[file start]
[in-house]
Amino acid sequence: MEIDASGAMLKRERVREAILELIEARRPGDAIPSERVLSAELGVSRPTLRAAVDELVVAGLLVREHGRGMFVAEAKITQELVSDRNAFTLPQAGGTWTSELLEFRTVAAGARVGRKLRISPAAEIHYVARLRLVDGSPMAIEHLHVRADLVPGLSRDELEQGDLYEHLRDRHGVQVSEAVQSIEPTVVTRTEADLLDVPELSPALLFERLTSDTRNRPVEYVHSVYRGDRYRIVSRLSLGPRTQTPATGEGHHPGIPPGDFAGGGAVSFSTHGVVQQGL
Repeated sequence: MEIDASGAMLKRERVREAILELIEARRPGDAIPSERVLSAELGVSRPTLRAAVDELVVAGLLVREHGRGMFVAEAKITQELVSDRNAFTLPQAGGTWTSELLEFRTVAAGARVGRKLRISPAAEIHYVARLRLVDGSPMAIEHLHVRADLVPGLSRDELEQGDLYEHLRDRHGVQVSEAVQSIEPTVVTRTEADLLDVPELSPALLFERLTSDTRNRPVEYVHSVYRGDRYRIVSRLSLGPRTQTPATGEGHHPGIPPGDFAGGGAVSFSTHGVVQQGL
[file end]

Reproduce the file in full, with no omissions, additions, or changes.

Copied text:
[in-house]
Amino acid sequence: MEIDASGAMLKRERVREAILELIEARRPGDAIPSERVLSAELGVSRPTLRAAVDELVVAGLLVREHGRGMFVAEAKITQELVSDRNAFTLPQAGGTWTSELLEFRTVAAGARVGRKLRISPAAEIHYVARLRLVDGSPMAIEHLHVRADLVPGLSRDELEQGDLYEHLRDRHGVQVSEAVQSIEPTVVTRTEADLLDVPELSPALLFERLTSDTRNRPVEYVHSVYRGDRYRIVSRLSLGPRTQTPATGEGHHPGIPPGDFAGGGAVSFSTHGVVQQGL
Repeated sequence: MEIDASGAMLKRERVREAILELIEARRPGDAIPSERVLSAELGVSRPTLRAAVDELVVAGLLVREHGRGMFVAEAKITQELVSDRNAFTLPQAGGTWTSELLEFRTVAAGARVGRKLRISPAAEIHYVARLRLVDGSPMAIEHLHVRADLVPGLSRDELEQGDLYEHLRDRHGVQVSEAVQSIEPTVVTRTEADLLDVPELSPALLFERLTSDTRNRPVEYVHSVYRGDRYRIVSRLSLGPRTQTPATGEGHHPGIPPGDFAGGGAVSFSTHGVVQQGL